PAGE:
Security industry will profit
The security industry will love this, its a profit vector.
9 publicly visible posts • joined 27 Feb 2008
"Motivation behind Stuxnet." BP lobbied for the release of the Lockerbie bomber, and the people responsible for Stuxnet wanted to make sure they paid. To make sure the oil deal from releasing the bomber, BP couldn't make a profit from. Stuxnet targeted the oil well. There were a lot of unhappy people after the release of Abdelbaset Ali al-Megrahi. Abdelbaset Ali al-Megrahi was convicted for blowing up Pan Am Flight 103 over Lockerbie, Scotland, on December, 21, 1988. He was freed on compassionate grounds by the Scottish government on August, 20, 2009. The claim was he had terminal prostate cancer and was expected to have less than three months to live. It was a lie and he is still alive living the life of riley in Libya. Originally posted by me at http://www.schneier.com/blog/archives/2010/10/stuxnet.html#c467887
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I'm calling for an independent investigation to get to the truth, not one that is relying on information from a spy agency who houses some of America's top hackers who's job it is to support US foreign policy and could be involved in the attack.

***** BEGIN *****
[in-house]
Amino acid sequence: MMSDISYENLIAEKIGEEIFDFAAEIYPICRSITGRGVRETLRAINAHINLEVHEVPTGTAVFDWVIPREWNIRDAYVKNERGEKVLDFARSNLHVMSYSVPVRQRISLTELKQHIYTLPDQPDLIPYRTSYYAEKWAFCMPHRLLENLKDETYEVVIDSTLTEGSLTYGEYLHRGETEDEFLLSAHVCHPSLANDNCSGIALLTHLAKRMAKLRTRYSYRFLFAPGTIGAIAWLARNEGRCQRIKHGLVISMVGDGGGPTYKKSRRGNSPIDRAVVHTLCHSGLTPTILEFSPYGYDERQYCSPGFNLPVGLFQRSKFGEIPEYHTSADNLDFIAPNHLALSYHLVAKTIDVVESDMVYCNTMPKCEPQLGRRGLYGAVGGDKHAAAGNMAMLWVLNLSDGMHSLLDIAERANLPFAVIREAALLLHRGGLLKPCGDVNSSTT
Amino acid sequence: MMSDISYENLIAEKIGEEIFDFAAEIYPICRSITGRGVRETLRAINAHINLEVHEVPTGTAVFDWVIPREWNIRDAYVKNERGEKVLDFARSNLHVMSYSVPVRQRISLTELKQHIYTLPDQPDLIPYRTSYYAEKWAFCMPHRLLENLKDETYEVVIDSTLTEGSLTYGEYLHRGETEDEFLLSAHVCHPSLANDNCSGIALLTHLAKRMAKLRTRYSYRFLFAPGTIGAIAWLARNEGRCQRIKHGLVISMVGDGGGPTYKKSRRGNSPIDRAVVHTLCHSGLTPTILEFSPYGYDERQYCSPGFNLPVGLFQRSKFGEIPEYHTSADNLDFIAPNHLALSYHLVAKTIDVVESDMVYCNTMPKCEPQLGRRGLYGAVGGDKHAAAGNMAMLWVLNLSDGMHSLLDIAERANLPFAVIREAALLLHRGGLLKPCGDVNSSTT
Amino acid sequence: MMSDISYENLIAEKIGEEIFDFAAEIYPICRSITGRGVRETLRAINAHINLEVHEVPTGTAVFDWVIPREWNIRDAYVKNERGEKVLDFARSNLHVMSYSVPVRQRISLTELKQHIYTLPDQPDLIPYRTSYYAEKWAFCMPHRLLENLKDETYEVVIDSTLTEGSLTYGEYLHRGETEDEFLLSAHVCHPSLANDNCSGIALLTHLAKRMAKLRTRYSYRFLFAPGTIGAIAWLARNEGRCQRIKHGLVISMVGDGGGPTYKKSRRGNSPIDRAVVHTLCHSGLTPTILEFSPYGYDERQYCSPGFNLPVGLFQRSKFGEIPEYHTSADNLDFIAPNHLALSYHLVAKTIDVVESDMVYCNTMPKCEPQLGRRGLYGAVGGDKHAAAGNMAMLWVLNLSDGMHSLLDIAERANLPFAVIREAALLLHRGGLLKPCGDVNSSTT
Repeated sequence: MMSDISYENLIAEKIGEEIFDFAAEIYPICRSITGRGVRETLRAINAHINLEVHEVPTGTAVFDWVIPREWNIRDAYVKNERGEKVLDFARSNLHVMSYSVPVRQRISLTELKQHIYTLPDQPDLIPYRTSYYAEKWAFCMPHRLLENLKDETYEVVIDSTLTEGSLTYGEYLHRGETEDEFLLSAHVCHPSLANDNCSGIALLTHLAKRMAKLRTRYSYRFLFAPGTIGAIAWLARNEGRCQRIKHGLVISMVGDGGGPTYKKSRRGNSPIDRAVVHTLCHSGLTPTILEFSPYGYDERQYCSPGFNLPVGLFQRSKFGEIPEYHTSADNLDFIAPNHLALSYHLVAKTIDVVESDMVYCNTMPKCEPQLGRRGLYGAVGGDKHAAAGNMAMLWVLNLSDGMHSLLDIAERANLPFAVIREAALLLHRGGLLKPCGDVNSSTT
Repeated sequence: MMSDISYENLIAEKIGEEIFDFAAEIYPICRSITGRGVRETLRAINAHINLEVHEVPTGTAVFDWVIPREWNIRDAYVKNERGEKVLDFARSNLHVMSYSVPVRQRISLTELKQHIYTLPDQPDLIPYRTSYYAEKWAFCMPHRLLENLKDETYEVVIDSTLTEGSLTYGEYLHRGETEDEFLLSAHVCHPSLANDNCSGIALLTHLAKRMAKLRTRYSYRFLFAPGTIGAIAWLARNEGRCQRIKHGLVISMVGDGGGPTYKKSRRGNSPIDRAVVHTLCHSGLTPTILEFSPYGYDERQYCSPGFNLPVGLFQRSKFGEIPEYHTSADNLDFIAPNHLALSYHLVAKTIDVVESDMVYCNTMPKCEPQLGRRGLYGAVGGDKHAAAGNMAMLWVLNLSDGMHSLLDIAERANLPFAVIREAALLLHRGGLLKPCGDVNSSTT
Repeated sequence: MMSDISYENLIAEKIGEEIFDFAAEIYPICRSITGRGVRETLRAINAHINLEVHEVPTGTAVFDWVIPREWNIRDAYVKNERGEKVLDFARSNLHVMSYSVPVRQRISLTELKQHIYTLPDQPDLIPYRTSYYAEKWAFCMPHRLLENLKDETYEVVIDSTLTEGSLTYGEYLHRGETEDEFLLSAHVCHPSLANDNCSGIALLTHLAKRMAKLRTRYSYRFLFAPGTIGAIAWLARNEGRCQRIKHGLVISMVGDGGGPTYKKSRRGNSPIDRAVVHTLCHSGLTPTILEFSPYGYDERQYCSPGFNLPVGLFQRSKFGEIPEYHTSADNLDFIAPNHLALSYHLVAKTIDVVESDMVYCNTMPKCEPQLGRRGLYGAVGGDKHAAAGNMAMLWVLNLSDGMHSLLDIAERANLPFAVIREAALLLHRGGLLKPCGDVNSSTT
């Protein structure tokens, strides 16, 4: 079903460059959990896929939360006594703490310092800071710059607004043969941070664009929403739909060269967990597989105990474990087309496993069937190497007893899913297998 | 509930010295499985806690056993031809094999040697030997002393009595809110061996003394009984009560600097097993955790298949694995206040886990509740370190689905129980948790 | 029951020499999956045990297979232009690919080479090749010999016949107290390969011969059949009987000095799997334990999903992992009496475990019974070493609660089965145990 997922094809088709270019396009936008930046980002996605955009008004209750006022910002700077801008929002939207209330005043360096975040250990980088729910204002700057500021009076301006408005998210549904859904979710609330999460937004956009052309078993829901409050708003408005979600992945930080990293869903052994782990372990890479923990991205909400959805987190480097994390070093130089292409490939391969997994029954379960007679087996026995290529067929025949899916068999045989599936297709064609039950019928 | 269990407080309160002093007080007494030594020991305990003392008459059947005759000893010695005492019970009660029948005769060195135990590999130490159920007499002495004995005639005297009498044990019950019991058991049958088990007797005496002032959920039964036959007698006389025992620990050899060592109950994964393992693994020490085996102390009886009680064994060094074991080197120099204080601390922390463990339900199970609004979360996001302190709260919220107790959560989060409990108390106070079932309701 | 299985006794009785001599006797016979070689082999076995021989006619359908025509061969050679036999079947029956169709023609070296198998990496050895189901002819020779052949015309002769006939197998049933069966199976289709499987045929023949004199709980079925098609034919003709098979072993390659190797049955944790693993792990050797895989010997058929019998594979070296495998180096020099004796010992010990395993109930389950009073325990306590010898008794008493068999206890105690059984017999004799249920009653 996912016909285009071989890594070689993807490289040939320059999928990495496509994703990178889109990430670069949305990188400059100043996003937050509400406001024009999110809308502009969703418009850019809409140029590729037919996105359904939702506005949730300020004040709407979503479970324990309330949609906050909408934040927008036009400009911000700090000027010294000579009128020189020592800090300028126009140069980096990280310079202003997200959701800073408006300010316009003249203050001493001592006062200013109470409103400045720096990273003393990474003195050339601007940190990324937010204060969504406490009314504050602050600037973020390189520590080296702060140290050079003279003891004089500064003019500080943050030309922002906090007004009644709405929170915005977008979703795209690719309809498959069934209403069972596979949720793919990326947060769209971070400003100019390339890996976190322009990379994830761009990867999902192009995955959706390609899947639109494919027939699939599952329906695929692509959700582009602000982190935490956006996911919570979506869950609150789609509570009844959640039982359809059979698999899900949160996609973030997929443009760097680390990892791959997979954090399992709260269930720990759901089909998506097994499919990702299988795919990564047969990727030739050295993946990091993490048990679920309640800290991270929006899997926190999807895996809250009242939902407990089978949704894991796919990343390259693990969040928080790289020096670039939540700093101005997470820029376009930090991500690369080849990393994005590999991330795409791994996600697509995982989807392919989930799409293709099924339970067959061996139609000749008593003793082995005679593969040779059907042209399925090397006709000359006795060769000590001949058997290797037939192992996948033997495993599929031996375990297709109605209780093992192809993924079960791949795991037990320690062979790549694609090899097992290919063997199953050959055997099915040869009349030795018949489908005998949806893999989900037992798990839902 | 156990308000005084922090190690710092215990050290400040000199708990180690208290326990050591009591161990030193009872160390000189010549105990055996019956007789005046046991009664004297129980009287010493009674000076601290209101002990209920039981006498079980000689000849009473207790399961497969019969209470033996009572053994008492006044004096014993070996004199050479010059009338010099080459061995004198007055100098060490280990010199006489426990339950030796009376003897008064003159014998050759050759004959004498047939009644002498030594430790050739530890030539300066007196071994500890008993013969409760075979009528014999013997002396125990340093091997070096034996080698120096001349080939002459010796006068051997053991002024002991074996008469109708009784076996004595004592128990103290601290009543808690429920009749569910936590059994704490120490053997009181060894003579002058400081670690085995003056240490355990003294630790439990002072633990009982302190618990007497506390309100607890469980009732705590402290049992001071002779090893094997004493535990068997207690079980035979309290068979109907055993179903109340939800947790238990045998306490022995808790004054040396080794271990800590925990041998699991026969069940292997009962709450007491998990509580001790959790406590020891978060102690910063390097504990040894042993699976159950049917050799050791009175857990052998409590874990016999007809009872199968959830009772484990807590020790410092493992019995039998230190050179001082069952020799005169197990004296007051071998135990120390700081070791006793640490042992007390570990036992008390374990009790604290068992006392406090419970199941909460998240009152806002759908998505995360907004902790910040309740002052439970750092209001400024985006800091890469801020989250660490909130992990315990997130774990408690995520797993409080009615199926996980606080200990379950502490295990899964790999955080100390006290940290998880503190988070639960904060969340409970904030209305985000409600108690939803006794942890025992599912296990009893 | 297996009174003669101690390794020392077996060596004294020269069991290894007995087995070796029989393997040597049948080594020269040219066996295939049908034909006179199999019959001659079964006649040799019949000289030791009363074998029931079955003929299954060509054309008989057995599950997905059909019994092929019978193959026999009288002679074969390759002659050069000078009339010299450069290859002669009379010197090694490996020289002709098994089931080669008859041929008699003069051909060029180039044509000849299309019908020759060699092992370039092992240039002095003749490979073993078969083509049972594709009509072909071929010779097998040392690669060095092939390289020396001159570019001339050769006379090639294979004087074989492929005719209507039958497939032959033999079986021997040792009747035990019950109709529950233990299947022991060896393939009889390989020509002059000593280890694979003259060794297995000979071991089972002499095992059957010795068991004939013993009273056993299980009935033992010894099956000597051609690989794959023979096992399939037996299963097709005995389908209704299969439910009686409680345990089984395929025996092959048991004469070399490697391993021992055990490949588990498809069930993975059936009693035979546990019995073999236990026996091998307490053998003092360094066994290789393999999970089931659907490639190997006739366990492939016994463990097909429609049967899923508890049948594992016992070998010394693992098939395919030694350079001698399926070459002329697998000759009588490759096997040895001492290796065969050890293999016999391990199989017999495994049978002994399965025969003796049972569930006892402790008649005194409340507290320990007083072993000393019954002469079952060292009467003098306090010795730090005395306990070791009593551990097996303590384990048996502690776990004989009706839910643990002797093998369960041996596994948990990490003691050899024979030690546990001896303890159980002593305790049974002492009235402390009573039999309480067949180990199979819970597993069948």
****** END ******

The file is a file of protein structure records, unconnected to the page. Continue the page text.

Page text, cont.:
The report originated from security vendor McAfee, who will by trade make a small issue appear massive and will try and create a hype. Sure, US-Cert had no choice but to follow up with an alert. The truth is though this is a small outbreak, if there is any infection activity at all. If a trojan report originally comes from a non-security vendor then a report has more weight. As soon as I noticed the report of this mobile trojan last night I took the report with caution and didn't post it to my mailing list.In truth this is a non-event, just hyped up by McAfee for business interests. The security vendor inustry are desperate for the whole mobile hacking thing to explode right now, they have their products to protect against it already built up and waiting for use, accept no one is buying them, because there is no attack vector to cause alarm yet amoung normal folks. However, the security vendor industry should be careful with this, because if you cry wolf too many times, your going to weaken your credibility when the real mobile threats are rolled out by hackers. Sure, its good to release these reports on a globally known press release day Tuesday's and Thursday's, but you're doing yourself as a vendor more damage than its worth. I suggest the written media take a backseat approach to folks like McAfee making these announcement's and what the motivation might be, to inform the masses of a real threat or one that's going to keep a vendor's company name in circulation and associated with mobile protection products, to trick the general public into thinking third party application's are necessary for your mobile phone's existence at such a premature time in mobile phone research time frame of february 2008. In 2008, there is still no real mobile security threat and there is certainly no need for any third party security vendor products from McAfee or any other vendor.